How to Sanitize Your Face Mask

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How to Sanitize Your Face Mask

(AscendHealthy.com) – Most of us have at least a few face masks, and depending on the area, wearing one could be mandatory for most adults and children when out in public. Keeping them clean is just as important as wearing and handling them correctly, but some people might not be doing enough to ensure they’re sanitized correctly between uses. We can help.

Quick Read:
Face masks aren’t hard to keep clean, but the type of mask and certain personal factors may need to determine how you go about it. Cloth masks are easiest: Just pop them in the washer and dryer on hot or soak them in a bleach solution. N95 masks will sanitize in the oven, under the heat of a hair dryer or in a pressure cooker. Get detailed instructions on sanitizing face masks the right way in the article below.


Here’s How to Sanitize Your Face Mask.

Cloth Masks

Cloth masks are by far the most available, just because they’re so easy to make, so most of us have at least one or two of these lying around. They need to be washed between every use to ensure they don’t turn into wearable Petri dishes, which may lead to more harm than good. According to the CDC, you can clean them by tossing them in the washing machine or sanitizing them by hand.

To clean using a washing machine, set the water temperature as hot as it will go and use a regular detergent. Johns-Hopkins University recommends that people who are sensitive to perfumes opt for unscented detergent. Use the highest setting when machine drying.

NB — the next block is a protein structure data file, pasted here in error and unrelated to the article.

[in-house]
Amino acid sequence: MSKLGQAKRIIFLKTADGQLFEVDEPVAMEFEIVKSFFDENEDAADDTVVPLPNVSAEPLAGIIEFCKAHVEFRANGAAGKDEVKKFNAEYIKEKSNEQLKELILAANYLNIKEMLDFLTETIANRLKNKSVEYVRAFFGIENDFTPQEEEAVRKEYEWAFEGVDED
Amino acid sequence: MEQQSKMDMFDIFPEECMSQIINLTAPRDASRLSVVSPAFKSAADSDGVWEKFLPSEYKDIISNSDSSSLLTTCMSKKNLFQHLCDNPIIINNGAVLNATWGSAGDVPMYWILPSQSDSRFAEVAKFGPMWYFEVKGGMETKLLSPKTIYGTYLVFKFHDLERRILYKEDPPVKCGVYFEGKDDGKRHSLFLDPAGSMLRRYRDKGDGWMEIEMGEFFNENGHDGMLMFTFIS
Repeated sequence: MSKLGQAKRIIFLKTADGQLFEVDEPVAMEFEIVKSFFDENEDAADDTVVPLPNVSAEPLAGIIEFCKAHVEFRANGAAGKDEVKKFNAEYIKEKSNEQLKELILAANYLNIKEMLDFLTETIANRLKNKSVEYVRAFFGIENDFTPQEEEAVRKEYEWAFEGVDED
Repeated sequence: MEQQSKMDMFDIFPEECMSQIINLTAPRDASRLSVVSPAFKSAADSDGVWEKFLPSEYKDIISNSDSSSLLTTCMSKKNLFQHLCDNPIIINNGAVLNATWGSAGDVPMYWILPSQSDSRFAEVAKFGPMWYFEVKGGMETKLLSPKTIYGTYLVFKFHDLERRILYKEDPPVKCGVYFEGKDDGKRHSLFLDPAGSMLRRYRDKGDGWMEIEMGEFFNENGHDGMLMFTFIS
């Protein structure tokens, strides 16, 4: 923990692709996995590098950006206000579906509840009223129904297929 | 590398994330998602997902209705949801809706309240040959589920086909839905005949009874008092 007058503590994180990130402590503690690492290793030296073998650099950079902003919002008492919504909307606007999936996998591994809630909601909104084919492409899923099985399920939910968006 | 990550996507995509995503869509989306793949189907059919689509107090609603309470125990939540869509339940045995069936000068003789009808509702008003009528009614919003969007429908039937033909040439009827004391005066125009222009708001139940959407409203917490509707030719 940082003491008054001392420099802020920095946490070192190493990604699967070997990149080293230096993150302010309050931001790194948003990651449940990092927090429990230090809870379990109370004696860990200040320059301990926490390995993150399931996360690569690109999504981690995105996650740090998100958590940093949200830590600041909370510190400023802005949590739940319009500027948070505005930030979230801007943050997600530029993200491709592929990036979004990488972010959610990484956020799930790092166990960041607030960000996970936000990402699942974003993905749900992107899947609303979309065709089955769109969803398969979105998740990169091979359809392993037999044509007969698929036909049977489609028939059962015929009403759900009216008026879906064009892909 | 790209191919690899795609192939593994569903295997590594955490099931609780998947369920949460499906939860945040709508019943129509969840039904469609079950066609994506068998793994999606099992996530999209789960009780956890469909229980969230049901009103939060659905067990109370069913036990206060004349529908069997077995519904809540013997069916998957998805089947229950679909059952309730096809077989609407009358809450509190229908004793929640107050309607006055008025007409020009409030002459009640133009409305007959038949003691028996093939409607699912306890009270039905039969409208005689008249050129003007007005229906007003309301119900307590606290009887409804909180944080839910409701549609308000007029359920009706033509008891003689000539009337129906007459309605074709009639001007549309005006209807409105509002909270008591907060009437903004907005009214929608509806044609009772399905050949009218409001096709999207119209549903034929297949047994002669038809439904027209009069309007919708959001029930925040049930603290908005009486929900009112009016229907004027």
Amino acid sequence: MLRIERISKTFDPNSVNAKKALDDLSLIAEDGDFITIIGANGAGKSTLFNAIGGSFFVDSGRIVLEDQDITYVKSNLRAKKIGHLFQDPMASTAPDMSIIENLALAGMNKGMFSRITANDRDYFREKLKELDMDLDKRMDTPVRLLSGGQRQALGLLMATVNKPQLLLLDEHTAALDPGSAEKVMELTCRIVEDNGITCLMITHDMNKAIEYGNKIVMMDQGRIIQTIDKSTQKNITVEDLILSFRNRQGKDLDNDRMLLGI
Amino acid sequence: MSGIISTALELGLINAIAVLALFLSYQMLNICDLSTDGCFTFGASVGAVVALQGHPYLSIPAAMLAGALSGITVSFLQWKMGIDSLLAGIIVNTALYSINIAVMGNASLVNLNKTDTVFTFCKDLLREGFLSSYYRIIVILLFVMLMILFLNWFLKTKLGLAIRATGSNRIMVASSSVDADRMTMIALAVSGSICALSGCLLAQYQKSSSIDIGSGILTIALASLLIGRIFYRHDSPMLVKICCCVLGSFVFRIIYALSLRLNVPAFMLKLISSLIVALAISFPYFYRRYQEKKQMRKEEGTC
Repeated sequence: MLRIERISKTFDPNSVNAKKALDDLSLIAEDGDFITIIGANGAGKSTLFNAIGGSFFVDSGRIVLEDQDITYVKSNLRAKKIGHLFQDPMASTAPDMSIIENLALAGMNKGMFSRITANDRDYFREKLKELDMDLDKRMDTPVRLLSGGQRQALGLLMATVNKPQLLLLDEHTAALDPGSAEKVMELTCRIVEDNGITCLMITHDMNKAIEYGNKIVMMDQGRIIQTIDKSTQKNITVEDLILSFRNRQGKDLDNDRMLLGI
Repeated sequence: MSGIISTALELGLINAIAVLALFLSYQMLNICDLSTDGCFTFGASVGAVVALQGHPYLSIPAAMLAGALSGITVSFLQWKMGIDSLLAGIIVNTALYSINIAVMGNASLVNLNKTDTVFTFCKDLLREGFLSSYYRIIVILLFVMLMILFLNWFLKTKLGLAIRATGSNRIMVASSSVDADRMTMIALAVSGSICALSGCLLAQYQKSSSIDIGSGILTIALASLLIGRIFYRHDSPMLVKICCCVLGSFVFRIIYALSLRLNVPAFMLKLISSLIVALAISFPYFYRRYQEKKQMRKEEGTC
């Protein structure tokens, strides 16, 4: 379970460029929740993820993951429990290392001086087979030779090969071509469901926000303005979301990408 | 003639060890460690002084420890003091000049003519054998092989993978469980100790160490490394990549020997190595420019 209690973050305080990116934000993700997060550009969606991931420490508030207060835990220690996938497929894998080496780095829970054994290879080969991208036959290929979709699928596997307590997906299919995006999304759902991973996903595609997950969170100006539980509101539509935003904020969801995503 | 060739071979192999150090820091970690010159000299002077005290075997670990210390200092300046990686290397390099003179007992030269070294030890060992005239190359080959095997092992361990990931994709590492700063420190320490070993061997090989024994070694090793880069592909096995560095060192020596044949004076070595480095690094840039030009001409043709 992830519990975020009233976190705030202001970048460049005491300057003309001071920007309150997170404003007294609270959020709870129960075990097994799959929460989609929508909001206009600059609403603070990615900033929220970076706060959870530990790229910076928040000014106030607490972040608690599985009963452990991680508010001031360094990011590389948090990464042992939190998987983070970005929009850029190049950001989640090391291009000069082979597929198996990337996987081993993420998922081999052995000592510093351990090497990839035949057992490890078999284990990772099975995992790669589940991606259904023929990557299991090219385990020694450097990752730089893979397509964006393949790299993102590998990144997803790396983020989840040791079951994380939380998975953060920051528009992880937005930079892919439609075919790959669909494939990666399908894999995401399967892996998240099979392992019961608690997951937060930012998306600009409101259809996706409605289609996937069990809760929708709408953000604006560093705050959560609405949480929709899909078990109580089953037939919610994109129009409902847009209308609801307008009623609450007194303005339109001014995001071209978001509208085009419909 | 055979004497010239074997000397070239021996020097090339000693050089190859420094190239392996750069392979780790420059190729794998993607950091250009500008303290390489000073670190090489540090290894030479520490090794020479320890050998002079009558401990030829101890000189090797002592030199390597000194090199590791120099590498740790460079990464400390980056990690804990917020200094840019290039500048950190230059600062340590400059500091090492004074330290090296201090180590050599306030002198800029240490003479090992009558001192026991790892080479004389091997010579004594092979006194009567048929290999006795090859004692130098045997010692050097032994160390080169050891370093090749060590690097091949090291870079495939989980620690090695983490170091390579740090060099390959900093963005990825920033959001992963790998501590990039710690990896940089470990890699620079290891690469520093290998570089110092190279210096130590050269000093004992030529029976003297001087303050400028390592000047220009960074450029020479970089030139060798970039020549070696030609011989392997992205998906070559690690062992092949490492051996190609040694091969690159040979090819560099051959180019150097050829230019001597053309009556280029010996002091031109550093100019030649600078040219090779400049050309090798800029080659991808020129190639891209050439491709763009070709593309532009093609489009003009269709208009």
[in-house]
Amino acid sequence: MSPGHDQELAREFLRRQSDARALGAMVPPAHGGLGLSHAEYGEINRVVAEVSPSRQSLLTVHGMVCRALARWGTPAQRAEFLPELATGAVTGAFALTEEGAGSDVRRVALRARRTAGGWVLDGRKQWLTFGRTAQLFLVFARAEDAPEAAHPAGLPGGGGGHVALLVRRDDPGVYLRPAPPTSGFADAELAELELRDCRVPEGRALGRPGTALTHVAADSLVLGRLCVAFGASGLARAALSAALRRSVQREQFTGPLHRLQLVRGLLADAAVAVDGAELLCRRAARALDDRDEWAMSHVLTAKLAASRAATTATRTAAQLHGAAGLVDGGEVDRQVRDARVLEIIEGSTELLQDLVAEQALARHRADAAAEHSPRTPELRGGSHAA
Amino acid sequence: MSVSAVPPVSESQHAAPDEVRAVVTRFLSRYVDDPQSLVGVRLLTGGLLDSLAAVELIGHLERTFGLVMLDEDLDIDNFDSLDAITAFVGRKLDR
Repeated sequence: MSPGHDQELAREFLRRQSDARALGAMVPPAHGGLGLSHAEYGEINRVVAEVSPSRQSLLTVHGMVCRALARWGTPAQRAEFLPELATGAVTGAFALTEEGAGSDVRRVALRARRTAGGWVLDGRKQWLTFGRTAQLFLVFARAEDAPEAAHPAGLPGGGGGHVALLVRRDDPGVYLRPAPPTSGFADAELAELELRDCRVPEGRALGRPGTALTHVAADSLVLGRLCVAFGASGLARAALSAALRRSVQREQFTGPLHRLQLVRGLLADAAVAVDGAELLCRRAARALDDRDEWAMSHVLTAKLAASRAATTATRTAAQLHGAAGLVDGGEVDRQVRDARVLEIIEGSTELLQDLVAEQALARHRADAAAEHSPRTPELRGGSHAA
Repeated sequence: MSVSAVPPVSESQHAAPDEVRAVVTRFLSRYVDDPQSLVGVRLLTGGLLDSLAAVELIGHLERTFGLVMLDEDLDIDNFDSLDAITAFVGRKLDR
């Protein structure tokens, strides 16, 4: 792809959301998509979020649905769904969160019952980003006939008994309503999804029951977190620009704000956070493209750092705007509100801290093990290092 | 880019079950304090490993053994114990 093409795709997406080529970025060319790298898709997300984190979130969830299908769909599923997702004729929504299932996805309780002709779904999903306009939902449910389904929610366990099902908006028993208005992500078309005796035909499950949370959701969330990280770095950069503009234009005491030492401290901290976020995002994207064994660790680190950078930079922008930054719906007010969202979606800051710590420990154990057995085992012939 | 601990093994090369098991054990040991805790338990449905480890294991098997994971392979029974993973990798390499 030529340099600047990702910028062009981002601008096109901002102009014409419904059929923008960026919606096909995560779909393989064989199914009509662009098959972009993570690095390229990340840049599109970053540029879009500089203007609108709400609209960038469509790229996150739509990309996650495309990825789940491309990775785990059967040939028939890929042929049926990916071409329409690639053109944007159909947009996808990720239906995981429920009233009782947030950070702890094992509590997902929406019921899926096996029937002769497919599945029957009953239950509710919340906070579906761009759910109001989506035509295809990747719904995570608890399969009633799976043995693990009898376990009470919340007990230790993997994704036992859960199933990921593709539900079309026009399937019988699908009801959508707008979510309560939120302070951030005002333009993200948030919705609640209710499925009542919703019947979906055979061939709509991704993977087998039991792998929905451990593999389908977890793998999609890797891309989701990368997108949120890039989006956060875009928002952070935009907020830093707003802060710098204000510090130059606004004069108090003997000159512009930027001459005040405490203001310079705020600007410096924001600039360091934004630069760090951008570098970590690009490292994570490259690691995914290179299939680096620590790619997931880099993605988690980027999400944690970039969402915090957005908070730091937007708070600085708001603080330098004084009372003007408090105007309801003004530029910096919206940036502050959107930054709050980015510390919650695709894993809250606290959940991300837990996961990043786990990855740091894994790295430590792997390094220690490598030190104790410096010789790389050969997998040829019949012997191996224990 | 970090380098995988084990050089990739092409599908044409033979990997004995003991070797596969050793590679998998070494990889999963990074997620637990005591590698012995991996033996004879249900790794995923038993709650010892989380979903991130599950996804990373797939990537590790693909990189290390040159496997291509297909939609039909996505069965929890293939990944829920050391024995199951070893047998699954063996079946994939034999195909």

To wash by hand, soak masks in a fresh bleach solution using room-temperature water. Use 1/3 cup of bleach to every 1 gallon of water, and make sure the bleach is 5.25%–8.25% sodium hypochlorite. Other types of bleach, like “color-safe” varieties, may not have the same sanitizing power. Soak masks for 5 minutes and then rinse all materials well using warm or cool water.

It’s important to note that people with asthma shouldn’t expose their lungs to bleach solutions. Hand-scrubbing with soap and hot water may be a suitable alternative, as long as the masks get a spin in the dryer. When air-drying, it’s best to lay masks flat in a place where they’ll receive direct sunlight. Never try to wear a wet or damp mask.

N95/Disposable Respirators

Some medical personnel may have access, and some people might have had one or two of these left over from old home improvement or cleaning projects, but most of us aren’t going to have a bunch of N95 masks lying around. They’re sold for single-use, but some researchers have found their lifespan can extend much longer than that. With good masks in such short supply, why waste what you’ve got?

Researchers have found that an oven heated to 160 degrees Fahrenheit will do the trick. Place masks in a sealed, oven-safe bag (just to be safe) and heat for 30 minutes. Other research has found a hair dryer on its hottest setting used on a mask for 30 minutes will also work.

Have a pressure cooker? Loma Linda University says you can use one to sanitize an N95 mask up to five times (and a cloth mask as many times as needed) without reducing its effectiveness. Add 2 1/8 cup distilled water to a 6-quart cooker (use 3 cups for an 8-quart cooker) and use a rack to keep masks from getting wet. Use a paper bag (up to three masks per bag) to protect the masks; fold and clip or staple to seal and hang from the rack. Seal the unit and set the function to “sous vide,” with the heat at 140 degrees Fahrenheit. “Cook” for 30 minutes and air dry.

A clean mask ensures you’re going out with the most effective barrier possible, protecting others while also keeping your lungs safe from any previous hitchhiking germs. Have a few on hand, and wash them as often as necessary so that you can always have a clean one on hand. It doesn’t take that much time or effort, and a small amount of prevention, in this case, could go a long way.

~Here’s to Your Healthy Ascension

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